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Big Ten, SEC form committee that raises questions over NCAA's future

While the conferences are not planning an exit from the NCAA, the announcement likely puts the leading organizing body of college athletics on notice.
Big Ten, SEC form committee that raises questions over NCAA's future
Posted at 10:33 AM, Feb 02, 2024

There is no question that college athletics is undergoing a seismic shift with this year's dismantling of the Pac-12, but Friday's announcement by the leaders of the Big Ten and SEC is raising even more questions. 

On Friday, the two conferences said it is forming a committee "to address the significant challenges facing college athletics and the opportunities for betterment of the student-athlete experience." 

Within the conferences' statement, they said court decisions, pending litigation, a patchwork of state laws, and complex governance proposals compel them to "take a leadership role in developing solutions for a sustainable future of college sports."

While the conferences are not planning an exit from the NCAA, the announcement likely puts the leading organizing body of college athletics on notice. 

"The Big Ten and the SEC have substantial investment in the NCAA and there is no question that the voices of our two conferences are integral to governance and other reform efforts," said Big Ten Commissioner Tony Petitti. "We recognize the similarity in our circumstances, as well as the urgency to address the common challenges we face."

SEE MORE: Tennessee attorney general sues NCAA over unfair NIL deals

Both the Big Ten and SEC have secured massive media rights deals, mostly driven by their college football product. Their athletes have also been able to cash in recently due to changes in the NCAA that have allowed athletes to profit off their name, image and likeness.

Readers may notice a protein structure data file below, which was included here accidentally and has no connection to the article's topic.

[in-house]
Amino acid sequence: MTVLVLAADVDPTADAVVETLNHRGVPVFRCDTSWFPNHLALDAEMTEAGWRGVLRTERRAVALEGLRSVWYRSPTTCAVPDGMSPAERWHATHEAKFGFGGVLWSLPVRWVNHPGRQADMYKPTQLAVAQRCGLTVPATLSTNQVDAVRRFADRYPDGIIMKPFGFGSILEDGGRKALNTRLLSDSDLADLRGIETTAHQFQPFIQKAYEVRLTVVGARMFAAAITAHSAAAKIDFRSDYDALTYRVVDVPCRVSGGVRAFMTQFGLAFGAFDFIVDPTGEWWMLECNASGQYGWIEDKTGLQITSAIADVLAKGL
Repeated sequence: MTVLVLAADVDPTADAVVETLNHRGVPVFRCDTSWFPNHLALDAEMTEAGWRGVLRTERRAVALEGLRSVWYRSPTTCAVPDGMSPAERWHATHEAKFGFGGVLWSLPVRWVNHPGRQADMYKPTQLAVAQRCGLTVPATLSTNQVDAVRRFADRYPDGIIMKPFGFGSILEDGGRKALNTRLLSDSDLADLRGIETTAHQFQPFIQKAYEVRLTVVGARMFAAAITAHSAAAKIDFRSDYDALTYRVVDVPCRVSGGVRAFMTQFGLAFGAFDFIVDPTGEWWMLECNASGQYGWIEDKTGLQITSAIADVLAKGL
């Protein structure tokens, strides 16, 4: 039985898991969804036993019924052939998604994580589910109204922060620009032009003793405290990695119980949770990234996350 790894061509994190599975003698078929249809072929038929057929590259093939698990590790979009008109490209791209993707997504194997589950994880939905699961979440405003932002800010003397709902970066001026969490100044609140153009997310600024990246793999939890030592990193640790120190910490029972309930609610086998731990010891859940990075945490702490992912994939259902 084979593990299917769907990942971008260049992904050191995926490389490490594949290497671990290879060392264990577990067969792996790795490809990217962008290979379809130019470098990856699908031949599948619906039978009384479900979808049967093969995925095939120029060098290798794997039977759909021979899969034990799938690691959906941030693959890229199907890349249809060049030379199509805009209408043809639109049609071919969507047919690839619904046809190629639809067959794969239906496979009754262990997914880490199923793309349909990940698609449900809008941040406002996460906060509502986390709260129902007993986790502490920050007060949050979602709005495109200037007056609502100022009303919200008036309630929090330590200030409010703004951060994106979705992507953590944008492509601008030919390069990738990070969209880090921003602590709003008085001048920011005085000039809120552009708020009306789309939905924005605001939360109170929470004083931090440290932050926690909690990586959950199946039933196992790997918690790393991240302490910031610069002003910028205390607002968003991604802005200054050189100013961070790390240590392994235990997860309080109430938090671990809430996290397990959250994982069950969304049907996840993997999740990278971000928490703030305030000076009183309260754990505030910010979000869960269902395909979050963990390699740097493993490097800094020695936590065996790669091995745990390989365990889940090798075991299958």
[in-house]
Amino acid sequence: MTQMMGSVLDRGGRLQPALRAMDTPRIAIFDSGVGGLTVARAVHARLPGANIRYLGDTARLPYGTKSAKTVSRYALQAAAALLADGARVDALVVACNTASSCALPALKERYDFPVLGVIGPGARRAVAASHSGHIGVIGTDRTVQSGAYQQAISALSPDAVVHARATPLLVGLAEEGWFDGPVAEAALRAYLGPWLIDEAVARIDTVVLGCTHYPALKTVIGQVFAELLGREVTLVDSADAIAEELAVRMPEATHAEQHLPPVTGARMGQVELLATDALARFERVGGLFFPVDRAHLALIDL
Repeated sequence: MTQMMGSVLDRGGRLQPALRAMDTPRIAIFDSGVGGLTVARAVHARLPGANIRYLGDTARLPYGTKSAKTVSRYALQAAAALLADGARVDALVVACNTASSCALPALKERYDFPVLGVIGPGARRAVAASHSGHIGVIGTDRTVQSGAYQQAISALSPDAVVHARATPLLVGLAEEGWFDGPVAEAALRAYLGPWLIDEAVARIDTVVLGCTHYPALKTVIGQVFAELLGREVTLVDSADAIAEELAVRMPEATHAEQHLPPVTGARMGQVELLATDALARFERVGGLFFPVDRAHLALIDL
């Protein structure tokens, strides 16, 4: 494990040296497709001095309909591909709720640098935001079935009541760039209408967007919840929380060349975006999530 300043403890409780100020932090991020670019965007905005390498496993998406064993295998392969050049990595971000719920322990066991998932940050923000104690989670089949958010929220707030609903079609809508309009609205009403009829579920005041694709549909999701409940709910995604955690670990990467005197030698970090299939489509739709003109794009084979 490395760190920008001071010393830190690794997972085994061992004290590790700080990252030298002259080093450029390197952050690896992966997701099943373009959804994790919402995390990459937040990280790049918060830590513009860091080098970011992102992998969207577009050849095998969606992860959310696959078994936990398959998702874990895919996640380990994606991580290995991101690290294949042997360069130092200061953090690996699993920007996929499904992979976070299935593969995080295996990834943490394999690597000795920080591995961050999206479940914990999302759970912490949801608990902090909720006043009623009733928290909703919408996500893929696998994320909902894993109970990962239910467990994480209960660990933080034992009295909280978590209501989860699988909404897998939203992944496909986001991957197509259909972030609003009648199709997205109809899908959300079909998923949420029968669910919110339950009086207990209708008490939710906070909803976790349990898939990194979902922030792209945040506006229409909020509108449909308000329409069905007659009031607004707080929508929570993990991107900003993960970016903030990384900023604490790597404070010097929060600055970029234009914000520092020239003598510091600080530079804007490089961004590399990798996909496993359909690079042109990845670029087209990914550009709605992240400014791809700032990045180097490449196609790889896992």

But that has presented a new set of issues for universities, conferences and the NCAA. Schools are unable to directly pay players for their name, image and likeness, but many schools have formed collectives to fundraise on players' behalf. 

Additionally, the NCAA now allows players to transfer once without sitting out a season. That created an unprecedented number of portal transfers at the end of the 2023 college football season. 

It is a system that many coaches, administrators and others have said is not sustainable. That is why the rival the conferences say changes need to happen. 

"There are similar cultural and social impacts on our student-athletes, our institutions, and our communities because of the new collegiate athletics environment," said SEC Commissioner Greg Sankey. "We do not have predetermined answers to the myriad questions facing us. We do not expect to agree on everything but enhancing interaction between our conferences will help to focus efforts on common sense solutions."


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